The Duchess of Langeais

Honoré de Balzac (1799 - 1850)
Translated by Ellen Marriage (1865 - 1946)

“The Duchess of Langeais” (1834) is part of Balzac’s great life’s work, the sprawling novel series called “The Human Comedy.” This novel is set in Paris, in the years after Napoleon’s fall and the restoration of the Bourbon monarchy. In Balzac’s view, the aristocracy had squandered its chance to bring leadership and stability to France, and was instead seduced by a sense of entitlement, wasting away in “the sterility of the salons.”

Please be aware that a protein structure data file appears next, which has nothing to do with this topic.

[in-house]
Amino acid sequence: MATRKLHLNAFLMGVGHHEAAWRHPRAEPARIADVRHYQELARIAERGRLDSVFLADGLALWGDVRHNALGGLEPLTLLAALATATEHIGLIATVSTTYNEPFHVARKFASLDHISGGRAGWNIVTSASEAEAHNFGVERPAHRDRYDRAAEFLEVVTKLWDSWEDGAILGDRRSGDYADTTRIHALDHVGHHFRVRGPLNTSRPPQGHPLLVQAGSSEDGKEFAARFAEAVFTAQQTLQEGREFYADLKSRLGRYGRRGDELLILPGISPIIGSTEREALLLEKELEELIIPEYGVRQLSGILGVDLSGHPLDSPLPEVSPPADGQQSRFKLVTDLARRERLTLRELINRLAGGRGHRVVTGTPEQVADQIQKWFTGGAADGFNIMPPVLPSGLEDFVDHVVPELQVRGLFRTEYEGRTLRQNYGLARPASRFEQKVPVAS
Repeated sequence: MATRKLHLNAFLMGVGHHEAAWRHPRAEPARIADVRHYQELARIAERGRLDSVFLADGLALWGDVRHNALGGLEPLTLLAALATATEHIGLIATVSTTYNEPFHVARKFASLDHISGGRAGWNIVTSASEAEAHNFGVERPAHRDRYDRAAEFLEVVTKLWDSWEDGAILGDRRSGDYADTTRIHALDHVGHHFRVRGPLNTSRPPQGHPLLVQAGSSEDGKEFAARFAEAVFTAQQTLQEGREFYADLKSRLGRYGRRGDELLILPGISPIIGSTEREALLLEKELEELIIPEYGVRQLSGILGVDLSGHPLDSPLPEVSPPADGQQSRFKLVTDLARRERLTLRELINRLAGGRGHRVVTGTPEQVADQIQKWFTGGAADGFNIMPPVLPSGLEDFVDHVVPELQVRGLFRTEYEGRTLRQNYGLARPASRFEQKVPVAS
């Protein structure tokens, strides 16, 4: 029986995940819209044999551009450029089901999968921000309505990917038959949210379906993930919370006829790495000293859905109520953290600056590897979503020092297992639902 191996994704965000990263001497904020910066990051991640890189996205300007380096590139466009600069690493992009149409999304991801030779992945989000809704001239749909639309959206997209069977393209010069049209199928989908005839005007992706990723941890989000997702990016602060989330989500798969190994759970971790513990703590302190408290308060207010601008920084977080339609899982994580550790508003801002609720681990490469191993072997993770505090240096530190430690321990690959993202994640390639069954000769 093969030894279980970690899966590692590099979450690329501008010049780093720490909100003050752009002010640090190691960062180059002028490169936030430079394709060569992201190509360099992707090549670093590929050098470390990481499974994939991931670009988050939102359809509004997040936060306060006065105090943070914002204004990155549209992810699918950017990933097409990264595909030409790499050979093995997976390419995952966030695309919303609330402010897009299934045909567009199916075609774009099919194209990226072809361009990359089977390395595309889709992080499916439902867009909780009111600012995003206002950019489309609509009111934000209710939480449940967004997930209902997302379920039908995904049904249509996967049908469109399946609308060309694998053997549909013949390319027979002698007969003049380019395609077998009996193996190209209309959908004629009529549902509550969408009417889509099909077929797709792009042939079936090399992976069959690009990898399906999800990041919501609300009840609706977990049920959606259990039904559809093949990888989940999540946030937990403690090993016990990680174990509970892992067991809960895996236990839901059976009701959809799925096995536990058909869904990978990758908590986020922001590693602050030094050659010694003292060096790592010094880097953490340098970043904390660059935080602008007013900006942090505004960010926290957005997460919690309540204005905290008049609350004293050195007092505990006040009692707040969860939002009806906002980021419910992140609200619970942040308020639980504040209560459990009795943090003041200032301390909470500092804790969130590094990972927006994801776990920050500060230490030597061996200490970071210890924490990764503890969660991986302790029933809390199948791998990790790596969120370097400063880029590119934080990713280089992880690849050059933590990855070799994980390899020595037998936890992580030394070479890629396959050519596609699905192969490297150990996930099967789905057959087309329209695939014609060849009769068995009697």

We follow the story of a love affair that is frustrated by the obsessive, willful manipulations of its two principal characters. The duchess is a “spoilt child of civilization.” Her opposite is a military hero, naïve in the ways of the salon, but accustomed to winning his battles. “Love” is confused with “passion” and twisted by the elegant artifices of polite society.

Originally titled “Don’t Touch the Axe,” Balzac's novel is a searing examination of the pathology of love, as experienced by the privileged of his day. - Summary by Bruce Pirie

Genre(s): Literary Fiction, Published 1800 -1900

Language: English

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